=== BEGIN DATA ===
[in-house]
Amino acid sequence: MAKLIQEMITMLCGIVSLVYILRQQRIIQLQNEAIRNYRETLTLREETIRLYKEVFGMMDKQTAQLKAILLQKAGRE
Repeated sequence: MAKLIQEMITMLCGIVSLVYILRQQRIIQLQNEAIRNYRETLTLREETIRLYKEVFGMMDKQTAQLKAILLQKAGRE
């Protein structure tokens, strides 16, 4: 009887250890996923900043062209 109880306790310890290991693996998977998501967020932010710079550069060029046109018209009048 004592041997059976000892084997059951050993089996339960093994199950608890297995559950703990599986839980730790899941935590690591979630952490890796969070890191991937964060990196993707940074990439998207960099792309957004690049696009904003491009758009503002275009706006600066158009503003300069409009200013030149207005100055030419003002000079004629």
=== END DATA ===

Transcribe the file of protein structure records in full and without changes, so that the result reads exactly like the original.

[in-house]
Amino acid sequence: MAKLIQEMITMLCGIVSLVYILRQQRIIQLQNEAIRNYRETLTLREETIRLYKEVFGMMDKQTAQLKAILLQKAGRE
Repeated sequence: MAKLIQEMITMLCGIVSLVYILRQQRIIQLQNEAIRNYRETLTLREETIRLYKEVFGMMDKQTAQLKAILLQKAGRE
């Protein structure tokens, strides 16, 4: 009887250890996923900043062209 109880306790310890290991693996998977998501967020932010710079550069060029046109018209009048 004592041997059976000892084997059951050993089996339960093994199950608890297995559950703990599986839980730790899941935590690591979630952490890796969070890191991937964060990196993707940074990439998207960099792309957004690049696009904003491009758009503002275009706006600066158009503003300069409009200013030149207005100055030419003002000079004629």